Choose a repellent that provides protection for the amount of time that you will be outdoors. Products containing a higher concentration (higher percentage) of active ingredient provide longer-lasting protection-check the label for percentage and re-application rates. Repellents can be purchased at your local drug store and supermarket, although 'outdoor' stores will usually have a wider variety of these products for sale.

The best repellent is the one you will use. Use a repellent to protect yourself from mosquito- and tick-borne diseases.

Picture of a bottle of mosquitoe repellent. Picture of a bottle of mosquitoe repellent.

Is DEET safe?
Products containing DEET are very safe when used according to the directions. Since DEET is so widely used, a great deal of testing has been done. DEET has been used to repel mosquitoes and ticks for over 40 years and in this time there have been very few confirmed incidents of toxic reactions to DEET.

 

The American Academy of Pediatrics (AAP) Committee on Environmental Health has recently updated their recommendation for use of DEET products on children, stating that insect repellents containing up to 30% DEET are safe for use on anyone older than 2 months of age.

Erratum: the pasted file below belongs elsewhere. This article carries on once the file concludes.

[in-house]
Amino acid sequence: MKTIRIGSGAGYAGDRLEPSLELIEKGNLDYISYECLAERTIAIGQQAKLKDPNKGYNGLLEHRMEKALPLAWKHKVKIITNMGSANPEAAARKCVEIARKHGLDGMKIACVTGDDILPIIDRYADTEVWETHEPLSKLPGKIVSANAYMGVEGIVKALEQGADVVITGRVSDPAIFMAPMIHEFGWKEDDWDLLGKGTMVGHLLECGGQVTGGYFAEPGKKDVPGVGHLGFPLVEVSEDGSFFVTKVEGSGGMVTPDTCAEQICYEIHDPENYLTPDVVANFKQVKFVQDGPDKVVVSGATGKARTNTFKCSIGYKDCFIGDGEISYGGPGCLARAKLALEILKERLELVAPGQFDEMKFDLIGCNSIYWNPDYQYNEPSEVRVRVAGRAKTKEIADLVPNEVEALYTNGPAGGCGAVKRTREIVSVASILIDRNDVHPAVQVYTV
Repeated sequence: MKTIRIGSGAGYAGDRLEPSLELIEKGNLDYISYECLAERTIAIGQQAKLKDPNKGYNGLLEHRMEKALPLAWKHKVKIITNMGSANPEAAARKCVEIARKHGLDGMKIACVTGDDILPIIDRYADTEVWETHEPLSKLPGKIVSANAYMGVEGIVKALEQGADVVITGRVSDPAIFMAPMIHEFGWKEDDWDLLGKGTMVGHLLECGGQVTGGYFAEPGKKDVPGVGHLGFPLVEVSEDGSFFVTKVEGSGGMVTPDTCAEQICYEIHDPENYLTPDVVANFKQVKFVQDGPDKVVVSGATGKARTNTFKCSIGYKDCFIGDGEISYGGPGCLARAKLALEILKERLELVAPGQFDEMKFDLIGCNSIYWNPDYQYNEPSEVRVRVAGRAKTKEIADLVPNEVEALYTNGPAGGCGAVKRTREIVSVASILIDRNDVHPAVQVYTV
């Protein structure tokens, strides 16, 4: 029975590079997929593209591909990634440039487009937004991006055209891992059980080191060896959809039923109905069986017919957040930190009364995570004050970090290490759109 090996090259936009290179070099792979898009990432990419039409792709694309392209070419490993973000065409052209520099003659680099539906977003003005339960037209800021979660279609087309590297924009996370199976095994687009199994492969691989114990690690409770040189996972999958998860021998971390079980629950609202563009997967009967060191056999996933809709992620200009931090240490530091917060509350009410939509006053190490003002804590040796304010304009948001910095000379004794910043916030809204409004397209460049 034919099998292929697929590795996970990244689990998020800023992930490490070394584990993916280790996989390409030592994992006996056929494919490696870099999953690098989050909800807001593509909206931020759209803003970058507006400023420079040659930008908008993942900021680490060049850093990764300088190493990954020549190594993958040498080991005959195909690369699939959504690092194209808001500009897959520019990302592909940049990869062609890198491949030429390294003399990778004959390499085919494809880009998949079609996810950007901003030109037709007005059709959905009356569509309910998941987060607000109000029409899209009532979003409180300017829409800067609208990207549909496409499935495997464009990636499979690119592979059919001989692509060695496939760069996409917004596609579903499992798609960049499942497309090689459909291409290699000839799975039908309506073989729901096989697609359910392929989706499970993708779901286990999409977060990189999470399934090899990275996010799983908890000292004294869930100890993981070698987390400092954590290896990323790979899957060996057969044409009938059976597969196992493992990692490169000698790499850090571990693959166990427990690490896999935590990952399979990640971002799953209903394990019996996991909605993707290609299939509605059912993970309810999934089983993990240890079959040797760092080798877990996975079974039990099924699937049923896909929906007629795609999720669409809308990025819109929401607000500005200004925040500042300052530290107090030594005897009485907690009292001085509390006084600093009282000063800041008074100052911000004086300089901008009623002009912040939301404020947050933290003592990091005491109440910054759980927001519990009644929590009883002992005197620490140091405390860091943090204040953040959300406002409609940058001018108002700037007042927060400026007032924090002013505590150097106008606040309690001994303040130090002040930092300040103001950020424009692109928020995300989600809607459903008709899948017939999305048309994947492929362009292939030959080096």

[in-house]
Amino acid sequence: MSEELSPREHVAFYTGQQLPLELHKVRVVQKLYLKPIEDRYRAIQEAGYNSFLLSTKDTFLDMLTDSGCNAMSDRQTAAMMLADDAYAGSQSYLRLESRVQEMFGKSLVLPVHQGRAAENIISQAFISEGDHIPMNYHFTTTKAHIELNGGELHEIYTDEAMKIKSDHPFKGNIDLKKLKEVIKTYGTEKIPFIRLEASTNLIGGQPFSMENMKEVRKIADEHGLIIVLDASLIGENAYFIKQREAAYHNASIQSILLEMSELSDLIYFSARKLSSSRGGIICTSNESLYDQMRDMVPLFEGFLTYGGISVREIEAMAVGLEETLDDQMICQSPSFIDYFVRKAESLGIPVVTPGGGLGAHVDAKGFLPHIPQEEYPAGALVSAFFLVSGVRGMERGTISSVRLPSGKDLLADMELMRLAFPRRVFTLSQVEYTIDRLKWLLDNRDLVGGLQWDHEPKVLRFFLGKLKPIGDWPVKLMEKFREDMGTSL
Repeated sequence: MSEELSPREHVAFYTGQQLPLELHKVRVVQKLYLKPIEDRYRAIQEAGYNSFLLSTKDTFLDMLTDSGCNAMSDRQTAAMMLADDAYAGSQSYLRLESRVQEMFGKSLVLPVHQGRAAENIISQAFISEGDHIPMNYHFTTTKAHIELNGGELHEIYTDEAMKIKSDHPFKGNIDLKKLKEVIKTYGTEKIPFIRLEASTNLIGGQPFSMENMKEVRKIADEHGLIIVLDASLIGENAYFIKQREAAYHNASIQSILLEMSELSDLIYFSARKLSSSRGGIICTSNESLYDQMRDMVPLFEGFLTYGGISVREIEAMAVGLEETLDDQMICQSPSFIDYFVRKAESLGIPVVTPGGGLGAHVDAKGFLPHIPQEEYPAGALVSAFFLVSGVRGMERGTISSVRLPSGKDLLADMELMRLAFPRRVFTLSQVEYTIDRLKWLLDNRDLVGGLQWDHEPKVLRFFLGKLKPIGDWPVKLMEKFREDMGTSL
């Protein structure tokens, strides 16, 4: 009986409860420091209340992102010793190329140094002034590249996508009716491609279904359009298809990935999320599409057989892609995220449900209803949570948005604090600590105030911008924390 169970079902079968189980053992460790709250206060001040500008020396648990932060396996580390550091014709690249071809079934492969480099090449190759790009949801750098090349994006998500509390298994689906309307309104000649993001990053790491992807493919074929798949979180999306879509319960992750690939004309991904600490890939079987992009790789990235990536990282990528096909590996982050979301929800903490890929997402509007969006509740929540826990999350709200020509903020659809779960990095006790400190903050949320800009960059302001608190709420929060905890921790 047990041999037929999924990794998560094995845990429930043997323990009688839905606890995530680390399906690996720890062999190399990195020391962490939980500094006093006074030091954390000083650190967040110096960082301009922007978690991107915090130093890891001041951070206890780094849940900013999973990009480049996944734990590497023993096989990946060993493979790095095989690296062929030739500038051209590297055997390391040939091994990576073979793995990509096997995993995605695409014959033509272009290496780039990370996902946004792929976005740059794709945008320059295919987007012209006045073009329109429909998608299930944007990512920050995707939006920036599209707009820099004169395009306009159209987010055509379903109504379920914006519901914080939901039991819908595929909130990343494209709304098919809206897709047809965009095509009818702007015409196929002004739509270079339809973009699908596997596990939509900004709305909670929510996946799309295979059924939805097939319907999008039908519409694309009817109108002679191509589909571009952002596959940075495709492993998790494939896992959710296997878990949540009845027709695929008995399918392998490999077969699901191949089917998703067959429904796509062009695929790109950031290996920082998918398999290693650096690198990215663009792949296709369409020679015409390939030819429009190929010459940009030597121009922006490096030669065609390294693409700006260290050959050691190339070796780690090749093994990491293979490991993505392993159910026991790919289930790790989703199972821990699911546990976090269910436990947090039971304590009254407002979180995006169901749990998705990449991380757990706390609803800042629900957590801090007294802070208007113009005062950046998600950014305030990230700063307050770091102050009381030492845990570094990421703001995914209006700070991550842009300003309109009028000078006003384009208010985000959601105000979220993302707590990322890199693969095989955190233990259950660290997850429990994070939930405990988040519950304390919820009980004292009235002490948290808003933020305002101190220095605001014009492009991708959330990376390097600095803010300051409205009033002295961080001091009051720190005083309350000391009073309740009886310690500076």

For more information about using insect repellents containing DEET read our DEET Sheet (Large PDF file 140K).

Are the new products Picaridin, IR 3535 and Oil of Lemon Eucalyptus any good?

Yes. According to research reviewed by CDC, Picaridin (often labeled as KBR 3023 or Bayrepel) typically provides long lasting protection and is similar to DEET in its efficacy. IR 3535 (3-[N-butyl-N-acetyl]-aminopropionic acid) does repel mosquitoes, but the length of effectiveness appears to be shorter than that of DEET, so reapplication is necessary more often. Oil of lemon eucalyptus (p-menthane-3,8-diol [PMD]) has been found to provide longer lasting protection than the other plant-based repellents.

For more information on these products, go to the Centers for Disease Control's repellent update page.

Note: Recommendations for IR-3535, picaridin or oil of lemon eucalyptus use against ticks have not been made by the CDC. Only DEET is currently recommended in preventing tick bites.

What are some general considerations to remember when using insect repellents?

  • Always follow the label instructions when using repellents.
  • Apply enough repellent to cover exposed skin or clothing.